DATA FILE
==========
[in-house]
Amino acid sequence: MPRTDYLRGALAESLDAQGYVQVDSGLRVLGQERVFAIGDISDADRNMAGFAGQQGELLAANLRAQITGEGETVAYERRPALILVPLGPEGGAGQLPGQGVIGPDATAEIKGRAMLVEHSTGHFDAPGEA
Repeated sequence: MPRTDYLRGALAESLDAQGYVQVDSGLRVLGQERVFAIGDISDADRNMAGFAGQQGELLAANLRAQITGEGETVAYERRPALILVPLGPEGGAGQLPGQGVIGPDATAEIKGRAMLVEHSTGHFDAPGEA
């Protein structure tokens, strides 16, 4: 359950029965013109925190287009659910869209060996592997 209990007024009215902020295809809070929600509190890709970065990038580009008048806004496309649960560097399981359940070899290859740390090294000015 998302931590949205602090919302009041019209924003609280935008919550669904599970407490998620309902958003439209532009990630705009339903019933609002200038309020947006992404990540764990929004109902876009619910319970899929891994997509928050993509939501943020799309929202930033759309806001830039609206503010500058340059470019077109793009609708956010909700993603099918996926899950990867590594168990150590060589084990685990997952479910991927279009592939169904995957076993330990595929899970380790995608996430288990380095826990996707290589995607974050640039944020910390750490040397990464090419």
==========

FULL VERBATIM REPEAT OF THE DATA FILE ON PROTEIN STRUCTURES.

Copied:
[in-house]
Amino acid sequence: MPRTDYLRGALAESLDAQGYVQVDSGLRVLGQERVFAIGDISDADRNMAGFAGQQGELLAANLRAQITGEGETVAYERRPALILVPLGPEGGAGQLPGQGVIGPDATAEIKGRAMLVEHSTGHFDAPGEA
Repeated sequence: MPRTDYLRGALAESLDAQGYVQVDSGLRVLGQERVFAIGDISDADRNMAGFAGQQGELLAANLRAQITGEGETVAYERRPALILVPLGPEGGAGQLPGQGVIGPDATAEIKGRAMLVEHSTGHFDAPGEA
């Protein structure tokens, strides 16, 4: 359950029965013109925190287009659910869209060996592997 209990007024009215902020295809809070929600509190890709970065990038580009008048806004496309649960560097399981359940070899290859740390090294000015 998302931590949205602090919302009041019209924003609280935008919550669904599970407490998620309902958003439209532009990630705009339903019933609002200038309020947006992404990540764990929004109902876009619910319970899929891994997509928050993509939501943020799309929202930033759309806001830039609206503010500058340059470019077109793009609708956010909700993603099918996926899950990867590594168990150590060589084990685990997952479910991927279009592939169904995957076993330990595929899970380790995608996430288990380095826990996707290589995607974050640039944020910390750490040397990464090419």